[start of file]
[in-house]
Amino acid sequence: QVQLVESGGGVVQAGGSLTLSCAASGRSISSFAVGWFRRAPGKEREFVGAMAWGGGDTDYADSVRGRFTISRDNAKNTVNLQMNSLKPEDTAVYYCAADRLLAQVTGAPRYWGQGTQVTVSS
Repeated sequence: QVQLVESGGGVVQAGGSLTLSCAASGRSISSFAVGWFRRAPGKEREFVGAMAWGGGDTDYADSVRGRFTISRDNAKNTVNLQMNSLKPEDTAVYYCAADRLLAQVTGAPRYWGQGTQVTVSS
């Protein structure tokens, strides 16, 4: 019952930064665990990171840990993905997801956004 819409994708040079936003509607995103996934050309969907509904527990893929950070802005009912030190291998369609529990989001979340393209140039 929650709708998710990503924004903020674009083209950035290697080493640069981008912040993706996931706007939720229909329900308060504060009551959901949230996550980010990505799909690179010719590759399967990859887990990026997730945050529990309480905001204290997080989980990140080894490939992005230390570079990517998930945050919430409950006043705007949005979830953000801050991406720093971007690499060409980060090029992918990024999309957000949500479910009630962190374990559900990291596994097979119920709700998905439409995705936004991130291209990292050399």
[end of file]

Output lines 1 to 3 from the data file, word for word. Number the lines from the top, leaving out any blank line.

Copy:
[in-house]
Amino acid sequence: QVQLVESGGGVVQAGGSLTLSCAASGRSISSFAVGWFRRAPGKEREFVGAMAWGGGDTDYADSVRGRFTISRDNAKNTVNLQMNSLKPEDTAVYYCAADRLLAQVTGAPRYWGQGTQVTVSS
Repeated sequence: QVQLVESGGGVVQAGGSLTLSCAASGRSISSFAVGWFRRAPGKEREFVGAMAWGGGDTDYADSVRGRFTISRDNAKNTVNLQMNSLKPEDTAVYYCAADRLLAQVTGAPRYWGQGTQVTVSS